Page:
Can I get my mother's pension? 21 Answers as of April 16, 2013

My mom was receiving pension but she passed away am I entitled to her pension since I'm her daughter and she was living with me.

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James Law Group
James Law Group | Christine James
Every pension has it's own set of rules - some have death benefits, some do not. Contact the plan administrator at the company she worked at. They will be able to tell you.
Answer Applies to: California
Replied: 4/16/2013
The Law Office of Kelvin Green | Kelvin Green
It will all depend on the terms of the pension and how she set it up. Some pensions can have a beneficiary, many don't. Many cease on death. I would suggest talking with a pension fund manager they would give you an exact idea.
Answer Applies to: California
Replied: 4/16/2013
Frederick & Frederick PLC | James P Frederick
It depends on the pension. Many pensions terminate upon death. If your mother's pension provided for death benefits or ongoing payments after death, this is something you should be able to find out from the company involved.
Answer Applies to: Michigan
Replied: 4/16/2013
Law Offices of Robert P Bergman
Law Offices of Robert P Bergman | Robert P. Bergman
Pension rights are completely dependent on the terms of the pension itself. Typically, a pension is only available to a surviving spouse when the pensioner (i.e. The person receives the pension) dies. You need to speak with the provider of the pension to see if you have any inheritance rights.
Answer Applies to: California
Replied: 4/16/2013
Reger Rizzo & Darnall LLP | Kathleen DeLacy
It may end at her date of death or if not it depends who was beneficiary or if none what her will says.
Answer Applies to: Delaware
Replied: 4/16/2013
    Peters Law, PLLC
    Peters Law, PLLC | Mark T. Peters, Sr.
    Her pension probably ended when she died. If you have been cashing her checks, you are stealing. You need to repay the money immediately.
    Answer Applies to: Idaho
    Replied: 4/16/2013
    Gates' Law, PLLC | Thomas E. Gates
    No, you have no rights to the pension.
    Answer Applies to: Washington
    Replied: 4/16/2013
    Danville Law Group | Scott Jordan
    Was she receiving a pension or payments from a retirement account. Most pensions do not have a death benefit, so you would need to check with the pension administrator whether there is a death benefit. If she was receiving retirement account payments, if you are a beneficiary, yes, you can receive that payment. You must advise the plan administrator that your mother is deceased and fill out a claim form.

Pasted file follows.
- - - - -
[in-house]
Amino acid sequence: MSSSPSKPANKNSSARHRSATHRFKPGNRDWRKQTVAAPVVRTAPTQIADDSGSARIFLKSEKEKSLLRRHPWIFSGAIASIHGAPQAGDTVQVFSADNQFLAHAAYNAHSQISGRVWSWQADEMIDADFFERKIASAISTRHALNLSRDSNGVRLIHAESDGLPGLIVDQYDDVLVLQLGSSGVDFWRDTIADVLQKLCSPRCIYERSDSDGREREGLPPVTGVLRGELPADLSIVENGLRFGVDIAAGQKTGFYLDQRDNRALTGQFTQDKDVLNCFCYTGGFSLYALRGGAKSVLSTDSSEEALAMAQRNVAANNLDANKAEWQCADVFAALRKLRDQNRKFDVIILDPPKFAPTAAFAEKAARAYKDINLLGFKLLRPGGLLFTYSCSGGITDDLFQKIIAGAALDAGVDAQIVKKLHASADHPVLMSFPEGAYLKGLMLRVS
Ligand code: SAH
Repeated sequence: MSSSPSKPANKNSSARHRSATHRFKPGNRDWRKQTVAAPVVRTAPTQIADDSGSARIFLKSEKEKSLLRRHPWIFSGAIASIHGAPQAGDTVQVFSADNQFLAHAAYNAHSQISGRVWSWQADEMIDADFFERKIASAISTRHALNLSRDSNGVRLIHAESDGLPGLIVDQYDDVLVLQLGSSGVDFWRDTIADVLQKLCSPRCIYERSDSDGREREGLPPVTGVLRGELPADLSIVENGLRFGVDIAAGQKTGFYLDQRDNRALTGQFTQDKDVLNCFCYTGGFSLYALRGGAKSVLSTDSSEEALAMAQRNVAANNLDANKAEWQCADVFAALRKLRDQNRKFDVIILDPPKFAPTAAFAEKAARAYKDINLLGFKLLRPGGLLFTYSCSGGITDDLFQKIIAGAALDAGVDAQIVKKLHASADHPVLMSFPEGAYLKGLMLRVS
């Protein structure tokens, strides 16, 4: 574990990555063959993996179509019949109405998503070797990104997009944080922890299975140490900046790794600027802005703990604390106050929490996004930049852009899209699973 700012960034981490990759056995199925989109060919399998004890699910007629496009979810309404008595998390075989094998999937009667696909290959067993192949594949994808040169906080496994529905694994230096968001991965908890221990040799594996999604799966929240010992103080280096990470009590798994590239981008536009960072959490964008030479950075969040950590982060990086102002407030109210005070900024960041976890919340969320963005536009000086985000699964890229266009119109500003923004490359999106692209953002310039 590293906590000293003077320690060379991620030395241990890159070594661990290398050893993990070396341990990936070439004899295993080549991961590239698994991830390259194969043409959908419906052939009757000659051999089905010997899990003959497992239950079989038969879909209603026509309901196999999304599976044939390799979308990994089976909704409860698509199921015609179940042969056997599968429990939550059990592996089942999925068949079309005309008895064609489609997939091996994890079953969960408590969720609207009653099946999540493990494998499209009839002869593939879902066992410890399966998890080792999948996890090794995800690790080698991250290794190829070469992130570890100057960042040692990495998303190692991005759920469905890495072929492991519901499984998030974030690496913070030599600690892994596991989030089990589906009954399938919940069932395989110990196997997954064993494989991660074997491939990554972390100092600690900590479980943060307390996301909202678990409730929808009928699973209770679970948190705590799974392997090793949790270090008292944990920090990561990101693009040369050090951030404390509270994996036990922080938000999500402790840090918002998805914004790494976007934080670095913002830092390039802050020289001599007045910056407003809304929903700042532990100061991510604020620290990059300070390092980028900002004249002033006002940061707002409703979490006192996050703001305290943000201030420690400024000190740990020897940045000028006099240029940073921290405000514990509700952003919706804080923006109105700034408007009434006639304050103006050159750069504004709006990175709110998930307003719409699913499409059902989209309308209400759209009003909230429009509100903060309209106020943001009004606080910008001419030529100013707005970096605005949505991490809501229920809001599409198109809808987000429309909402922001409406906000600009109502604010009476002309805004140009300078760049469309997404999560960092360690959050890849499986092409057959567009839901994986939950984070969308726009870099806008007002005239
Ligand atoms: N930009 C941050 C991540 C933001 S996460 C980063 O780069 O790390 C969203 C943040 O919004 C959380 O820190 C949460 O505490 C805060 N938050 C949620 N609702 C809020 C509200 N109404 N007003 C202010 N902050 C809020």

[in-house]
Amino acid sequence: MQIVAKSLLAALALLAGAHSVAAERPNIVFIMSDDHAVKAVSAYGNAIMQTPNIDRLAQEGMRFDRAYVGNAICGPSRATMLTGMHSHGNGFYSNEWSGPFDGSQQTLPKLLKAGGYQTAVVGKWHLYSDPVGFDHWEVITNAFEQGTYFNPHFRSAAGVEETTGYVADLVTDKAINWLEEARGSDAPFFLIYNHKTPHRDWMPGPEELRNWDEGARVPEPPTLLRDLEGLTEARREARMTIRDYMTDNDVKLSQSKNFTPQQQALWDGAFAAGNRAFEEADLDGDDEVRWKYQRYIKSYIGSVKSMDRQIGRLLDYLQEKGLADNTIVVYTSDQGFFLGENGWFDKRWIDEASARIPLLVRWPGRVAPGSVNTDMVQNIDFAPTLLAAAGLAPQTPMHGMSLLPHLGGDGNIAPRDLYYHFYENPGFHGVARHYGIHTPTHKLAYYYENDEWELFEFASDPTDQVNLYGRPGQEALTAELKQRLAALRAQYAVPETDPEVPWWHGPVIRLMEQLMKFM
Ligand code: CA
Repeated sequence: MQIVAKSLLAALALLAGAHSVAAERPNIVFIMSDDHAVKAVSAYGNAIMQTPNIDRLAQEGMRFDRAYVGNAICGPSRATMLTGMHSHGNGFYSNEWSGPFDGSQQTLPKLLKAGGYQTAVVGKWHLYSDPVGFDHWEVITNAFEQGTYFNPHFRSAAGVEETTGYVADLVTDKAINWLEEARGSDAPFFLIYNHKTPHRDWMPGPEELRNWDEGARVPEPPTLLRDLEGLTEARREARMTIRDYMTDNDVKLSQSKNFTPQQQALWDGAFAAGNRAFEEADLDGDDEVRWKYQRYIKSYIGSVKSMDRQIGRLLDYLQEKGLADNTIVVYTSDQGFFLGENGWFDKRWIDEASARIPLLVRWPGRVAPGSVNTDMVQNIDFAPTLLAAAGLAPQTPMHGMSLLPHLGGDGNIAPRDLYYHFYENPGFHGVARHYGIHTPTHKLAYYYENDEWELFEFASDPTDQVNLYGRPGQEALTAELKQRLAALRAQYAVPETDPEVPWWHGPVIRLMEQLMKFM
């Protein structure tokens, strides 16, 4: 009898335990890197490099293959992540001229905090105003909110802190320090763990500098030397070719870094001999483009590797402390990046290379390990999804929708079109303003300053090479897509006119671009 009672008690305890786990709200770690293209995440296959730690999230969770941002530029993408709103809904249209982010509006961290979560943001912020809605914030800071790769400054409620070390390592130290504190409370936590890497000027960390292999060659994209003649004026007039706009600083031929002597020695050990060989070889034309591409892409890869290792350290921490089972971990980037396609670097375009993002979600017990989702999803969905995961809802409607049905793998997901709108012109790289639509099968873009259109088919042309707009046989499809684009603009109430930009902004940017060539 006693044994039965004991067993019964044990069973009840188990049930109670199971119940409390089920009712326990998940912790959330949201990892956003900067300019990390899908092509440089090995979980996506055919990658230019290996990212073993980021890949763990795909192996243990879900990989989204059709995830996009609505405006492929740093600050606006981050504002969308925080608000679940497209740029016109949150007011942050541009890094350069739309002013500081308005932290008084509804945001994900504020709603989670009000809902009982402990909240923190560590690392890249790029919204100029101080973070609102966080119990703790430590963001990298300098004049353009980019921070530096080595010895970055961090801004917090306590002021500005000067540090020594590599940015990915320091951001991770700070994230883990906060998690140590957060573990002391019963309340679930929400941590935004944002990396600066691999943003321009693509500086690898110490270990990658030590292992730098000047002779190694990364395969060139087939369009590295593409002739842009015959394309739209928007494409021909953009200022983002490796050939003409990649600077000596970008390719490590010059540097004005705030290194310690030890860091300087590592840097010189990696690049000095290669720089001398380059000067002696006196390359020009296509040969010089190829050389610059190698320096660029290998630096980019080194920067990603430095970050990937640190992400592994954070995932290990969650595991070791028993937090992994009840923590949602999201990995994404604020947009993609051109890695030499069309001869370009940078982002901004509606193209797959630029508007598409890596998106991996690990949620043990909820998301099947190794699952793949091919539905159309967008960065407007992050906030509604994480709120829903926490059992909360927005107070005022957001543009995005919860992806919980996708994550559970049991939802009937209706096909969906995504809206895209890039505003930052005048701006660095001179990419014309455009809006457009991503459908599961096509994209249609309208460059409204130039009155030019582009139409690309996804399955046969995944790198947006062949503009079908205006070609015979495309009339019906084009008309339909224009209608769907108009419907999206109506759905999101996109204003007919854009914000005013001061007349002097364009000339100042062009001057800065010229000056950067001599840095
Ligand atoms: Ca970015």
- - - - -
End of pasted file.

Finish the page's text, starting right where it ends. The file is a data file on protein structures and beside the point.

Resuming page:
Answer Applies to: California
    Replied: 4/16/2013
    The Schreiber Law Firm
    The Schreiber Law Firm | Jeffrey D. Schreiber
    That entirely depends on what kind of pension she had. The best thing to do is the contact the company who administers the pension.
    Answer Applies to: California
    Replied: 4/16/2013
    Attorney At Law | James G. Maguire
    That depends on how the pension was structured. Often, the payments do not go on after the person's death.
    Answer Applies to: Louisiana
    Replied: 4/16/2013
    The Wideman Law Center, P.C. | Susan Wideman Schaible
    Probably not. Most pensions do not pass to children.
    Answer Applies to: Michigan
    Replied: 4/16/2013
    Darrell B. Reynolds, P.C. | Darrell B. Reynolds
    Unless the pension plan allow it, since you are the child and not the spouse, you will not be able to get your mother's pension.
    Answer Applies to: Georgia
    Replied: 4/16/2013
    THE BROOME LAW FIRM, LLC
    THE BROOME LAW FIRM, LLC | Barry D. Broome
    It depends on who the beneficiary was on her retirement plan. If you are referring to her Social Security then the answer is NO.
    Answer Applies to: Georgia
    Replied: 4/16/2013
    Musilli Brennan Associates PLLC
    Musilli Brennan Associates PLLC | John F Brennan
    Generally no, unless the program had some very odd provisions.
    Answer Applies to: Michigan
    Replied: 4/16/2013
    Goldsmith & Guymon
    Goldsmith & Guymon | Dara Goldsmith
    Without knowing the type of pension, it is hard to say. If she named you as a beneficiary of the plan with the provider, then yes. But if you are not the beneficiary then no. Not all pensions have a beneficiary. You should get a copy of the plan if you can or send a written inquiry to the provider to see if you are the beneficiary. This information is only intended to give general information in response to an inquiry. It does not establish an attorney client relationship. This response is only based upon the limited facts presented and is merely intended to assist you in determining if you should contact an attorney to provide you with legal advice.
    Answer Applies to: Nevada
    Replied: 4/16/2013
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